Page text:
Indeed, Canada’s absence during the NAFTA re-negotiations likely bodes well in favor of a NAFTA replacement rather than revision. While Mexico’s administration has contacted Canada requesting a return to the negotiating table, in hopes of a trilateral NAFTA deal, the Trump administration has unequivocally expressed its concerns about multi-lateral agreements and voiced a strong preference for bilateral ones.

By Michael J. O’Brien

A “no claims bonus” is an attractive carrot that insurers can write into a policy to attract more customers. Indeed, the recovery of a “no claims bonus” can result in a substantial payoff for an insured. Given the maxim: “accidents happen”, the question arises, can the “no claims bonus” be recovered as an element of damages if a third party causes you to forfeit the bonus through their fault. Currently, this exact issue is making its way through the Eastern District of Louisiana in Cox Operation, LLC v. Settoon Towing, LLC et al., Civil Action No. 17-1933 c/w 17-2087.

Cox Operation concerns a September 13, 2016, accident where a Settoon vessel allided with a well owned by Cox. In addition to its property damage claims, Cox seeks to recover the loss of its “no claims bonus”, allegedly due to Settoon’s neglect.

Specifically, Cox had insured the well with a policy that provided a “10% no claims bonus payable at expiry subject to a total gross earned premium exceeding USD 2,000,000 hereon.” Accordingly, if Cox submitted no claims under the applicable policy, then the insurer would refund Cox 10% of the total premium amount for the policy period, assuming that total premium amount exceeded two million dollars (which it did). If Cox submitted a claim during the policy period, then no refund would issue. Interestingly, Cox also insured the potential loss of its “no claims bonus” through a separate policy.

As a result of the subject allision, Cox was forced to submit a claim under the policy. It then became obligated to repay the “no claims bonus” which the insurer had prepaid to Cox. Critically, the claim associated with the allision was the only claim Cox filed during the applicable policy period. Thus, it was Cox’s contention that Settoon’s negligence caused a loss/damage to Cox in the amount of the loss “no claims bonus.” Settoon challenged Cox’s entitlement to the “no claims bonus” and moved for summary judgment arguing that Cox was precluded as a matter of law from pursuing recovery of the “no claims bonus.” Settoon also put at issue the policy insuring Cox’s loss of the bonus, which Cox argued should be excluded as a collateral source.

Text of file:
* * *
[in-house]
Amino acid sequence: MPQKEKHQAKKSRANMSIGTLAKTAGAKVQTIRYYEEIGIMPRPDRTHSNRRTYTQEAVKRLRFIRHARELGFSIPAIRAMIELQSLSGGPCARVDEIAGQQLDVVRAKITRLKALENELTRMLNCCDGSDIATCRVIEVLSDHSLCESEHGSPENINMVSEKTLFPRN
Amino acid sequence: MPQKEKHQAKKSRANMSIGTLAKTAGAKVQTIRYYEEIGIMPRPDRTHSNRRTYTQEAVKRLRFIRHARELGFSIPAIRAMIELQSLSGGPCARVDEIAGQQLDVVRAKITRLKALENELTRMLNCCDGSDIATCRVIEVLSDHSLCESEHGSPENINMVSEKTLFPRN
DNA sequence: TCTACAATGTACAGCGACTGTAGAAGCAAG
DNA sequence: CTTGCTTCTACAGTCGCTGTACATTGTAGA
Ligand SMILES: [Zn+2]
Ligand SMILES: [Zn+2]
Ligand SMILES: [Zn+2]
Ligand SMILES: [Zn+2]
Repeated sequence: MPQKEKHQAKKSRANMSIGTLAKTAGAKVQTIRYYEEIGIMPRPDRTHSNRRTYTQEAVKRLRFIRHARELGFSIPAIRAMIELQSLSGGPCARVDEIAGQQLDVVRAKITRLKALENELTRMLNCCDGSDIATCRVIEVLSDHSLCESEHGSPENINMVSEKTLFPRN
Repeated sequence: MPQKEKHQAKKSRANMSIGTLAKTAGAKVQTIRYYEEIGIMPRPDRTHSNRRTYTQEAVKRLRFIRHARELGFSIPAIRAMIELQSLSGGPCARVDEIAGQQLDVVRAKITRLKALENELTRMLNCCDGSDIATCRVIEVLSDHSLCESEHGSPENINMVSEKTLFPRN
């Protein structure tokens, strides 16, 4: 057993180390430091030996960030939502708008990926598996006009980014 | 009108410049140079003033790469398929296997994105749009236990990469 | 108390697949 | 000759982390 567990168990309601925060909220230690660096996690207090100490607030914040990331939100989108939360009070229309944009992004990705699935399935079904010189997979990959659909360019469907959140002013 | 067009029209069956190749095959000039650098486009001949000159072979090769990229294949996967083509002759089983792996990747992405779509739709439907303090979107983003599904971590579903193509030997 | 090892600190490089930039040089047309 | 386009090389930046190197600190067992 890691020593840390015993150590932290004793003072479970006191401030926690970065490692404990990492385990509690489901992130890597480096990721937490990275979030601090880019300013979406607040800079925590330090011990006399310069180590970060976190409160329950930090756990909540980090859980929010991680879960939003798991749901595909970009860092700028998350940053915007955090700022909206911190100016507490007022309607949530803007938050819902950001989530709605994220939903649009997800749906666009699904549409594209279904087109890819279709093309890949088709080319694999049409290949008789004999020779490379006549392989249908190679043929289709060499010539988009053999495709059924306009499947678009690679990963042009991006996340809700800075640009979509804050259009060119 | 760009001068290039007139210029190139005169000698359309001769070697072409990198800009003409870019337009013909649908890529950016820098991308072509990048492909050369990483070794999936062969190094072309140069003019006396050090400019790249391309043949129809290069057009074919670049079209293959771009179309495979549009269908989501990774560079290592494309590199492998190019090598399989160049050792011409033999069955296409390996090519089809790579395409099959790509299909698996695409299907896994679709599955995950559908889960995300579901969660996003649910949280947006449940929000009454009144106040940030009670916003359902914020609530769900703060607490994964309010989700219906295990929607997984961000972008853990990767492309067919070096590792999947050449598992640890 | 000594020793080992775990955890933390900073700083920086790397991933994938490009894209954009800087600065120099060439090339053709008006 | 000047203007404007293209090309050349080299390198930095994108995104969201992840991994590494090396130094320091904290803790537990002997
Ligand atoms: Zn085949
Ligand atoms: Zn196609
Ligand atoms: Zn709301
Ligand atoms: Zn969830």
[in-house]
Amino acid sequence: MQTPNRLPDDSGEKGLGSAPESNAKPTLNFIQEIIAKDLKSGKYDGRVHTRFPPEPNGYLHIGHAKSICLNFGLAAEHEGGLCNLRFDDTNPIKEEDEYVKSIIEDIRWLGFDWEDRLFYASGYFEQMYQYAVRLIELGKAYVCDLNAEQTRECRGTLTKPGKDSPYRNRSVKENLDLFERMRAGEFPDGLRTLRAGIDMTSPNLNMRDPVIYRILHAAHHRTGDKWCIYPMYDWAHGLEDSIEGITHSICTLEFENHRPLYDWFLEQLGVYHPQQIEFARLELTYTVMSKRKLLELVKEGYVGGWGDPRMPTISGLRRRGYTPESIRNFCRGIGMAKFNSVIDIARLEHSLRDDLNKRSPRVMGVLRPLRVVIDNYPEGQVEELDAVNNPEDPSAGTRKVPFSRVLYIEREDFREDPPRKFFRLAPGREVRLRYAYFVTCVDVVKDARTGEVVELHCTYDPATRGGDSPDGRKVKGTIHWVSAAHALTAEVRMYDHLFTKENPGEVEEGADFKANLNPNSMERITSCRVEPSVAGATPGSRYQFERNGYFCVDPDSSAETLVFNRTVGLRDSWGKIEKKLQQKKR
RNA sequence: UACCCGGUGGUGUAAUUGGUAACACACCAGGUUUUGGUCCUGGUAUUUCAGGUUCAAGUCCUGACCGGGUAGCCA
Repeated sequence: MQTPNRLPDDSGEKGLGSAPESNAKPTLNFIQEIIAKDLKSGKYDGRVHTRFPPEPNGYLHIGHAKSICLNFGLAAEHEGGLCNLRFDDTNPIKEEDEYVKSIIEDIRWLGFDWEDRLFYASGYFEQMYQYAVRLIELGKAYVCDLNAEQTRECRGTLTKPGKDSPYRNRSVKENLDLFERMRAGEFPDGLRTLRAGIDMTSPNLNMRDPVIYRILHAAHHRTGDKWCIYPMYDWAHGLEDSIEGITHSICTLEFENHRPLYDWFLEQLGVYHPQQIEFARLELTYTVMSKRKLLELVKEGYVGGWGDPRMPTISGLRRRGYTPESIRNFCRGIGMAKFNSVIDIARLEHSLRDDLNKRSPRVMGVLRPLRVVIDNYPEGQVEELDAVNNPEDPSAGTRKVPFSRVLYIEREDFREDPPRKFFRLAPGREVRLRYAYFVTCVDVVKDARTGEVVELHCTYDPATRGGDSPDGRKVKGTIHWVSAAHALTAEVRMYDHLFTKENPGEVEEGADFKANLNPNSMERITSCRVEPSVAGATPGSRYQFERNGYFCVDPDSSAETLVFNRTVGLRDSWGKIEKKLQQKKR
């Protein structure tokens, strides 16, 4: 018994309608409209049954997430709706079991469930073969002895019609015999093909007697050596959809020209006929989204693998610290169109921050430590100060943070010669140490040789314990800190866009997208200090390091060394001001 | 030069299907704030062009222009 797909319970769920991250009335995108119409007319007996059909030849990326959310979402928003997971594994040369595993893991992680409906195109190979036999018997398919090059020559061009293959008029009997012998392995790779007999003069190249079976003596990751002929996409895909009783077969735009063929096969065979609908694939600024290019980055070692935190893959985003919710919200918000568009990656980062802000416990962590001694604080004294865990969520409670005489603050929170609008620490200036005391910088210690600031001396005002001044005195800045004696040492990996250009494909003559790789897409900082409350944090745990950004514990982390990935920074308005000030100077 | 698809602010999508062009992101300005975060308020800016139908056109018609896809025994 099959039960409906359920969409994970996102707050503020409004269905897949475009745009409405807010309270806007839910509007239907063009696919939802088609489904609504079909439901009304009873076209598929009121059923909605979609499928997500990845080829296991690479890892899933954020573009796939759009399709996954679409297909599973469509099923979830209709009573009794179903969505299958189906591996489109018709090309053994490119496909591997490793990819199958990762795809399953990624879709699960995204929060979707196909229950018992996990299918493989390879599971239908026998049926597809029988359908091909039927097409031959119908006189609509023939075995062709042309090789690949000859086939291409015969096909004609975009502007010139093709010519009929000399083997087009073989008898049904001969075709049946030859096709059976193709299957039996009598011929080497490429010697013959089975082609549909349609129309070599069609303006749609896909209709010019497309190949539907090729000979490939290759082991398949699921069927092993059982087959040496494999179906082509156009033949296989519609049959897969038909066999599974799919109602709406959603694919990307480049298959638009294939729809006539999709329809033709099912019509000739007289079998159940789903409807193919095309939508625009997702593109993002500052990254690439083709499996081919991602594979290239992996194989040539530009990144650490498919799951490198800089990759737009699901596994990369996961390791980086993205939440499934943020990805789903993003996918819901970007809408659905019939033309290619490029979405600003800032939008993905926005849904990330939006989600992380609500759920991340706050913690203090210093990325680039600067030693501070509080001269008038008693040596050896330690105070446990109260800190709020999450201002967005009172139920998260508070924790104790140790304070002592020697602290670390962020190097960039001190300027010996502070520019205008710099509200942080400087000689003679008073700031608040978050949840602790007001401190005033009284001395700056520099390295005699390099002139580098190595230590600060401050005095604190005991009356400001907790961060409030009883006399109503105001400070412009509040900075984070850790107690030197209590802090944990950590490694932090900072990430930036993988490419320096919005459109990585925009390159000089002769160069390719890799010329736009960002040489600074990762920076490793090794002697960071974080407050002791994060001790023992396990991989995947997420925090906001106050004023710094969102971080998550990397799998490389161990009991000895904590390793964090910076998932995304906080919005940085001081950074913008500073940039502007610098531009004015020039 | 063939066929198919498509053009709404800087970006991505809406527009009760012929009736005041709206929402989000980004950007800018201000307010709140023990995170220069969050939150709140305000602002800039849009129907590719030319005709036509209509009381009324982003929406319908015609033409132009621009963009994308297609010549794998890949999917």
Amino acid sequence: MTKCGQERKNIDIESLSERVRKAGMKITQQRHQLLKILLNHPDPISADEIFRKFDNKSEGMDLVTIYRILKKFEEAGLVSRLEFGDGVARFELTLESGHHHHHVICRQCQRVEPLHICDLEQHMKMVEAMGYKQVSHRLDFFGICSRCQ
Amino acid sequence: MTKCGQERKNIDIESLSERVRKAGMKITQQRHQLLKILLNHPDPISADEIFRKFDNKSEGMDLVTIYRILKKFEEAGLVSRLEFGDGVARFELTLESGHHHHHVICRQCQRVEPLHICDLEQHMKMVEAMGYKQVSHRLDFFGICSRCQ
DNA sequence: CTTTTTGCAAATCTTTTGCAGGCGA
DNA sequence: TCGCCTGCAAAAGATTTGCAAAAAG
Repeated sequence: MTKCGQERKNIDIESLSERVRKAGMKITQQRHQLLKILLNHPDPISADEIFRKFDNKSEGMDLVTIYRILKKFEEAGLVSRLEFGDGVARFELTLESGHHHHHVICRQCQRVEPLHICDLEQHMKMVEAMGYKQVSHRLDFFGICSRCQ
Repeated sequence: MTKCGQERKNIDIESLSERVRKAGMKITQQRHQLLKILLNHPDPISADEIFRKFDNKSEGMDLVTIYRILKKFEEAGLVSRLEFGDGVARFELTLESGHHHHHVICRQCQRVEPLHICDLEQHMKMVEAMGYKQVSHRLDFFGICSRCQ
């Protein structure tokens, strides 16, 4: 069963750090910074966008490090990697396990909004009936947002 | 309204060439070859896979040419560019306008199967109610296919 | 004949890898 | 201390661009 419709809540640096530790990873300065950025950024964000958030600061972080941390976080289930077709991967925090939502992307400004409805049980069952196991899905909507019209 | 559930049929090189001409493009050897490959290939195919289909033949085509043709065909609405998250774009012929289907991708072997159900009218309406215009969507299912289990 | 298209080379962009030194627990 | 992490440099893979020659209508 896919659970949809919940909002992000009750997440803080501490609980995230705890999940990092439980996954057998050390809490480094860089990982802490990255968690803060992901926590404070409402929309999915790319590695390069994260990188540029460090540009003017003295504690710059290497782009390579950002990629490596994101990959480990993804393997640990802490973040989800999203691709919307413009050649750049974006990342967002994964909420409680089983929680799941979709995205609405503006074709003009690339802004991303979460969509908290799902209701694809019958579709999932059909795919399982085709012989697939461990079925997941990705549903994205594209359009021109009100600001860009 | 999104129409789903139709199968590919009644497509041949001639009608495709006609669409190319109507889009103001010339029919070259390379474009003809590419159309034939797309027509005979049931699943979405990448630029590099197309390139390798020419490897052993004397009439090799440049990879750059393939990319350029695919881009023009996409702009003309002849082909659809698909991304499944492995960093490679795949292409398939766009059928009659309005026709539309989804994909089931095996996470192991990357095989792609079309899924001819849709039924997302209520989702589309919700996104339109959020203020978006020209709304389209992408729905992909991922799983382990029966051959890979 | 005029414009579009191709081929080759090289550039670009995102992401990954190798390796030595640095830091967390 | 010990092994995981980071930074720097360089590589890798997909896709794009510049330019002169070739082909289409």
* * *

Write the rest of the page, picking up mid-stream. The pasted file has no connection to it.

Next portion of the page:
Settoon argued that Cox could not recovery the no claims bonus under either the General Maritime Law or the Oil Pollution Act (OPA). Cox did not address Settoon’s arguments that the no claims bonus was not recoverable under the OPA. Instead, Cox focused on the recoverability of the “no claims bonus” under the General Maritime Law.

In analyzing this issue, the EDLA cited the U.S. Fifth Circuit’s opinion in Louisiana ex rel., Guste v. M/V TESTBANK, 752 F.2d 1019 (5th Cir. 1985) (en banc), which holds that “physical injury to a proprietary interest is a pre-requisite to recovery of economic damages in cases of unintentional maritime tort.” Next, the District Court reviewed Corpus Christi Oil & Gas Co. v. Zapata Gulf Marine Corp., 71 F.3d 198, 203. (5th Cir. 1995) where the Fifth Circuit interpreted the TESTBANK rule and held that simply meeting the requirement of showing physical damage of a proprietary interest does not automatically open the door to all foreseeable economic consequences.” Rather, “economic consequences” must be “attendant” to the physical damage to a Plaintiff’s own property to be recoverable economic damages under TESTBANK.

Based on the facts that had been established to date, the District Court held that TESTBANK’s pre-requisites were satisfied. Thus, the door to the recoverability of the “no claims bonus” was opened.  The alleged damage to Cox’s well constituted physical damages to Cox’s own property. Cox’s loss of the “no claims bonus” was tied to the physical damage to Cox’s well. Bottom line: if Cox suffered physical damage to its property and suffered an economic loss that was attendant to that damage, then “all of the TESTBANK rules boxes have been checked.” As such, Cox could pursue recovery of the “no claims bonus.”